QueTwo's Blog

thouoghts on telecommunications, programming, education and technology

Creating a Windows AIR Native Extension with Eclipse – Part 1

The second I heard about Adobe giving us the ability to create our own extensions to the Flash Platform in AIR 3.0, I was smitten.  It was finally a way that we could add our own features and do the things that were high priorities on our lists, but not on Adobe’s.  I knew I was looking for features that were one-offs (how many people today really need access to the COM ports), but they were forcing me to do all sorts of weird workarounds like launching proxy applications to do seemingly simple tasks.

AIR 3.0 got released a few weeks ago and I’ve jumped in head first into creating some ANEs (AIR Native Extensions).  For those of you who don’t know, ANEs are packaged extensions that contain operating-system specific code (DLLs for Windows, Libraries for MacOS, Java classes for Android and Objective-C for iOS), that allow you to do things that the Flash Player wasn’t able to do. 

Unfortunately, Adobe assumed that if you were developing DLLs for Windows, you were going to be using Visual Studio and nothing more.  This didn’t make a whole lot of sense in my mind as they’ve been leveraging Eclipse for all of their tooling, and Eclipse does offer some great C/C++ addins.  Now, that being said, Visual Studio is by far the more feature-full and hands-down the best editor for enabling these kinds of workflows on Windows.  It is, however, very costly and even though Microsoft offers a free versions, it takes over your computer by installing debug versions of most of Microsoft’s shared libraries making your computer slower and more crash prone.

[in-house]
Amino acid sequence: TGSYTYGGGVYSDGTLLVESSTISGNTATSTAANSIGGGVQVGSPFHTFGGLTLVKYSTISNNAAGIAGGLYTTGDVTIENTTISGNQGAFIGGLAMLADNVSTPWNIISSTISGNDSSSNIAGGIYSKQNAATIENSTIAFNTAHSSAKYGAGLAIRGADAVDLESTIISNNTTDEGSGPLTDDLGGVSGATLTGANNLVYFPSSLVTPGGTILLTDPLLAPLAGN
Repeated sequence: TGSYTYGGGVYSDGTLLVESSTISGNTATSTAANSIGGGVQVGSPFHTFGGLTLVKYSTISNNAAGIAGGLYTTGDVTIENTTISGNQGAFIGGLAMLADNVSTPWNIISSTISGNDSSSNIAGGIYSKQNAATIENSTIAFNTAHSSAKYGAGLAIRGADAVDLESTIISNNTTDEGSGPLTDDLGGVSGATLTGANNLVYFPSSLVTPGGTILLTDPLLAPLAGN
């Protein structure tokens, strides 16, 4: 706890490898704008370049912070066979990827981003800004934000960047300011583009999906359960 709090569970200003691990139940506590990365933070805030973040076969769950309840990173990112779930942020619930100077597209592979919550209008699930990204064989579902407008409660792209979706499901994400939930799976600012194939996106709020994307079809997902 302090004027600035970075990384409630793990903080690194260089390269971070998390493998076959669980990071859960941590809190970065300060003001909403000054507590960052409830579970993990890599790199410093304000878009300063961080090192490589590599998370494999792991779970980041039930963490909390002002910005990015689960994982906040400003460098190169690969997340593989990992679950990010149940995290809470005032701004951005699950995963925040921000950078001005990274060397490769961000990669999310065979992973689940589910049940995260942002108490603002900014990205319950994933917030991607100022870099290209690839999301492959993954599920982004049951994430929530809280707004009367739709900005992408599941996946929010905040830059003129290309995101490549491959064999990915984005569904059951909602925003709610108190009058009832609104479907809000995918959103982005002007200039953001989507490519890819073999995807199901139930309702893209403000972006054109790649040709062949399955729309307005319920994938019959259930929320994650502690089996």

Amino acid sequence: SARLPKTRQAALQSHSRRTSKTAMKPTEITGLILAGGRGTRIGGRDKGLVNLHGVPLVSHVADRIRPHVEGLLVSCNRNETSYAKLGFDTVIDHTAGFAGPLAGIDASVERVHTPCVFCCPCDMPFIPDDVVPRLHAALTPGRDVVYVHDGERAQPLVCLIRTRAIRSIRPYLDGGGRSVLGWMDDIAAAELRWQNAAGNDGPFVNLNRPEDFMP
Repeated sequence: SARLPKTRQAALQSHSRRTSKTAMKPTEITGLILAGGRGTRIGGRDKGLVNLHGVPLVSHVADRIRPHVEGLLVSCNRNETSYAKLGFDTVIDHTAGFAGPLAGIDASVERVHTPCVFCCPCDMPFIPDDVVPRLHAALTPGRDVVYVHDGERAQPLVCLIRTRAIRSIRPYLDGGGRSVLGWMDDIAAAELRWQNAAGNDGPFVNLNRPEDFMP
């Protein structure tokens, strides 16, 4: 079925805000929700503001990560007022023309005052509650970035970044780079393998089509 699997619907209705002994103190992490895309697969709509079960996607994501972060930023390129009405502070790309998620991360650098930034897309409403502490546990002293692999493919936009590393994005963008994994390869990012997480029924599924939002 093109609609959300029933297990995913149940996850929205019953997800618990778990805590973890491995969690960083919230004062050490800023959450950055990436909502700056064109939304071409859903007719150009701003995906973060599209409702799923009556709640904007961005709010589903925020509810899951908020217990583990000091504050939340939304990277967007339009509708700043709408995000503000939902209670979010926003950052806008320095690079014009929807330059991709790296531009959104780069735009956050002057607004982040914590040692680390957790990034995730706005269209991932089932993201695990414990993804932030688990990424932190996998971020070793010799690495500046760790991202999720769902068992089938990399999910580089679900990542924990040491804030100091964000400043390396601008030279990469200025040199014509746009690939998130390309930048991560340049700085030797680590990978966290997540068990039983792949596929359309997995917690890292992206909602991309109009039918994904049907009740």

I wanted to use Eclipse’s CDT addin with the standard GCC tooling that is available on pretty much every operating system.  By using GCC, I was able to make very portable code that with minimal effort was able to compile on all three of the major OSs (Windows, Mac, Linux). Adobe’s documentation was little help in getting this going (even if you were coding in Visual Studio, there is very little guidance on how to get things setup).  I do have to note that with my setup there is one distinct disadvantage — the lack of ability to debug the DLL when it is launched from AIR.  You will have to write your own C/C++ harness to do testing on your code in order to test it.  If you use the Visual Studio tooling, you CAN debug any DLL while it is running (this is why Microsoft replaces the shared libraries on your system to allow that debugging).

I’ve created a four part video series documenting how to get going creating ANEs.  Part 1 covers setting up your environment, including installing CDT, the compiler, and getting Eclipse setup to do your programming.  Part 2 covers actually coding the C/C++ code for your Windows DLL.  Part 3 covers creating your ANE, and packing up all the stuff needed to make it work.  And Part 4 covers how to use your new ANE in an AIR project.

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12 responses to “Creating a Windows AIR Native Extension with Eclipse – Part 1

  1. Pingback: Creating a Windows AIR Native Extension with Eclipse – Part 2 « QueTwo's Blog